NFS Server on localhost                 2049    Y    127593
NFS Server on alpha                      N/A    N    N/A

Wait, what?? I'm not planning to mount this volume using NFS, but who said "alpha"? It turns out I had the following configuration on each server's `/etc/hosts` file:

alpha:/etc/hosts:

127.0.0.1 localhost alpha
10.0.0.2  beta

beta:/etc/hosts

127.0.0.1 localhost beta
10.0.0.1  alpha

So it seems that beta decided to look up a hostname for IP address 10.0.0.1 which is shared with the other Bricks. This hostname is "alpha". When alpha looked that hostname up to obtain an IP address it obtained 127.0.0.1! Okay, so I fixed up the hosts files:

alpha:/etc/hosts:

127.0.0.1 localhost alpha
10.0.0.1  gluster1
10.0.0.2  beta gluster2

beta:/etc/hosts

127.0.0.1 localhost beta
10.0.0.1  alpha gluster1
10.0.0.2  gluster2

Now the volume can be created using hostnames which will resolve to the same IP address everywhere they are used ("gluster1" and "gluster2"). So I recreated the volume using these:

gluster volume create mygluster gluster1:/srv/gluster-vol gluster2:/srv/gluster-vol

But still it would not start...

3b. Firewall Rules For GLusterFS

Being a security conscious systems administrator, I have firewall rules on servers to throw away dangerous or malicious packets, packets appearing to come from wrong IP addresses on wrong interfaces, and I limit the available network connections to necessary services for necessary clients.

Reviewing the logs further I discovered a number of "Connection refused" messages while attempting to contact a server's own LAN IP address. Server alpha got "Connection refused" attempting to connect to 10.0.0.1:24007. How could this be? Each server seemed to have firewall rules permissive enough for GlusterFS to function, which requires TCP/24007 and TCP/49152-49252. The firewall rules on each server specified the following, in plain English:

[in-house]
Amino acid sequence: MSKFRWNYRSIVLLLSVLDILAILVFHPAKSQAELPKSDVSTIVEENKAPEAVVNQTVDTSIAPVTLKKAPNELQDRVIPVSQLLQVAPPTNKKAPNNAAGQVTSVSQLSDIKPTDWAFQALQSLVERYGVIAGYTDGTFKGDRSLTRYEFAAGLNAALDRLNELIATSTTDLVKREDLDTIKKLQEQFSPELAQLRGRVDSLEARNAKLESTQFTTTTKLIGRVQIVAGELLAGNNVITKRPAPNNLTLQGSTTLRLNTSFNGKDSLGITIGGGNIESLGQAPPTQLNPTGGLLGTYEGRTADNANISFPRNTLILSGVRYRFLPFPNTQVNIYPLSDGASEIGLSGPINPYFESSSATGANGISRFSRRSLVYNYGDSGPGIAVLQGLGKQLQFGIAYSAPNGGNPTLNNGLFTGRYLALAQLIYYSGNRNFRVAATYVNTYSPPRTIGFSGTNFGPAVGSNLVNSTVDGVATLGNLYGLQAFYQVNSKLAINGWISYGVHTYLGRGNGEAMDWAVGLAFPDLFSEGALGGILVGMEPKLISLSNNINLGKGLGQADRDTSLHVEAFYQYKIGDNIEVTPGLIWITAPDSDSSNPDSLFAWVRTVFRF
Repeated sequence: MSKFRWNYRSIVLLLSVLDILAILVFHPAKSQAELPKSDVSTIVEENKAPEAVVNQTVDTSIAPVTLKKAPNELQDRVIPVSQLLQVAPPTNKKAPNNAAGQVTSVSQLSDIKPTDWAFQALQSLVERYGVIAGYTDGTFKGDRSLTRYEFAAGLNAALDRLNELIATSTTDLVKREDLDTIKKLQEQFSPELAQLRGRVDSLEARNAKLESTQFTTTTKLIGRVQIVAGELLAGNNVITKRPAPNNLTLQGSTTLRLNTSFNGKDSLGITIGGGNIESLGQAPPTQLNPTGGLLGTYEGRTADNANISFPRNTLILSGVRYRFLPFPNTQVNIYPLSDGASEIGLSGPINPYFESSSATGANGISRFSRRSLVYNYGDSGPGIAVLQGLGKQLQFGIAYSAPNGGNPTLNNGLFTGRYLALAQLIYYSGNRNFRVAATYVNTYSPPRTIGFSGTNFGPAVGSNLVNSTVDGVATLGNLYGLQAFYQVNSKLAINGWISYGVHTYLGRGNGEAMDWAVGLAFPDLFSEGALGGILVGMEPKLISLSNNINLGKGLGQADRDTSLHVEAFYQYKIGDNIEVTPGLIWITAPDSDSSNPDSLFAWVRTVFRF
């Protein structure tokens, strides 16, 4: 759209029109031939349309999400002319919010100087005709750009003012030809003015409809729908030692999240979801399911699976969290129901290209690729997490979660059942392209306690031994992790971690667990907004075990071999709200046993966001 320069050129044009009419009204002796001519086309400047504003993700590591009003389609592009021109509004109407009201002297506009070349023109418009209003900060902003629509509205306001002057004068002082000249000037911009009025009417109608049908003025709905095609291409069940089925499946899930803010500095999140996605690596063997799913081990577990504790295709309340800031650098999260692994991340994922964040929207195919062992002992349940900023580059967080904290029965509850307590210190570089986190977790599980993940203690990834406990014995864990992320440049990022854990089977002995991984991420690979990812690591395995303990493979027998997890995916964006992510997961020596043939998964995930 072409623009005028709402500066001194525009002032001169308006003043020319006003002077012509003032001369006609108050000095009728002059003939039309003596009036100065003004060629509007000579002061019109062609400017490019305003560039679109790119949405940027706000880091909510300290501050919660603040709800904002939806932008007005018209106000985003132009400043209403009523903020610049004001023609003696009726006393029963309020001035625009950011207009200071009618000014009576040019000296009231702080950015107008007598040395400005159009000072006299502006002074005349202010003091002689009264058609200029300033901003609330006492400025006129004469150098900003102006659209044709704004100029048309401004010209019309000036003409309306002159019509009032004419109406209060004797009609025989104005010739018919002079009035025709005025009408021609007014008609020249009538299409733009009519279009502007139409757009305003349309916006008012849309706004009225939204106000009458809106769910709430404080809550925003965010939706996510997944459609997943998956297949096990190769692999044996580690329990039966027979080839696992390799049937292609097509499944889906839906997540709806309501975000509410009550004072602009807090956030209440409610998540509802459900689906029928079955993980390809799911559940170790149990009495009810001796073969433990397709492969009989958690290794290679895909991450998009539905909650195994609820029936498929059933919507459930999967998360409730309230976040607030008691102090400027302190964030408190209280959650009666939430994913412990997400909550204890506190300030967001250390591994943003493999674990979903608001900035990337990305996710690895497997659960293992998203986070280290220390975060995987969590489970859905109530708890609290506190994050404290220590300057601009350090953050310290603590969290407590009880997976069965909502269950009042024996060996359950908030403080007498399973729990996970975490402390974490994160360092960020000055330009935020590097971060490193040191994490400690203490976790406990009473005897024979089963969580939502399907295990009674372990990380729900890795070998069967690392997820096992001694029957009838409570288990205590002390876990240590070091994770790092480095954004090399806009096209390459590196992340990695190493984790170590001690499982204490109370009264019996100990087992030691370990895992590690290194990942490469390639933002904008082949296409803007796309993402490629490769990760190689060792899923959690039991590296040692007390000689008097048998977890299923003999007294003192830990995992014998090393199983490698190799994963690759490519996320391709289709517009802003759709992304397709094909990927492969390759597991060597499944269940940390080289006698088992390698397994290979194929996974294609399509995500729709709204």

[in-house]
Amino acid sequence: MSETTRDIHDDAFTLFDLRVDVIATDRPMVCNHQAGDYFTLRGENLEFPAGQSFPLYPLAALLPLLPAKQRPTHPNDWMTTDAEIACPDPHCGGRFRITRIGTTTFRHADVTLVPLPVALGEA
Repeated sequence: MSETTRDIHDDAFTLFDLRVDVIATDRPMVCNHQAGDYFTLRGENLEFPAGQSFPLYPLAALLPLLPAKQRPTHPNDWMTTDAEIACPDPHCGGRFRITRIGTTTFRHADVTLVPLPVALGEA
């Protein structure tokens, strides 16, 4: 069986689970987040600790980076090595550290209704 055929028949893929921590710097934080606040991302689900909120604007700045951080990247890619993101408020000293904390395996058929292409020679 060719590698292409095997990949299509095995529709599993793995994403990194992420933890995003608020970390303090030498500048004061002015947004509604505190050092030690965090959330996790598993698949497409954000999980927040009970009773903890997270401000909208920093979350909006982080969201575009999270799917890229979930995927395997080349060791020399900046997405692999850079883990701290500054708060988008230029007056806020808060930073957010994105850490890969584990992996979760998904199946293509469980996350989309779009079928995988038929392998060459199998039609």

Allow all connections on interface "lo" if the source IP address is 127.*
Allow all connections on interface "eth0" if the source IP address is 10.*
Deny all other connections

This was taught to me years ago as sensible restrictions. A localhost network packet with IP address 127.0.0.1 should never appear on interface eth0; If it does it should be discarded. Likewise the box should never accept any packets to/from the 10.x.x.x network on the localhost interface. Surely these packets have been maliciously placed there to affect some undesired functionality...

But that's what Gluster did, as shown by tcpdump:

root@alpha:~# tcpdump -n -i lo net 10
tcpdump: verbose output suppressed, use -v or -vv for full protocol decode
listening on lo, link-type EN10MB (Ethernet), capture size 65535 bytes
14:07:50.094031 IP 10.0.0.1.24007 > 10.0.0.1.1023: Flags [.], ack 4166831461, win 256, options [nop,nop,TS val 3289703104 ecr 3289700600], length 0
14:07:50.094060 IP 10.0.0.1.1023 > 10.0.0.1.24007: Flags [.], ack 1, win 256, options [nop,nop,TS val 3289703104 ecr 3289700592], length 0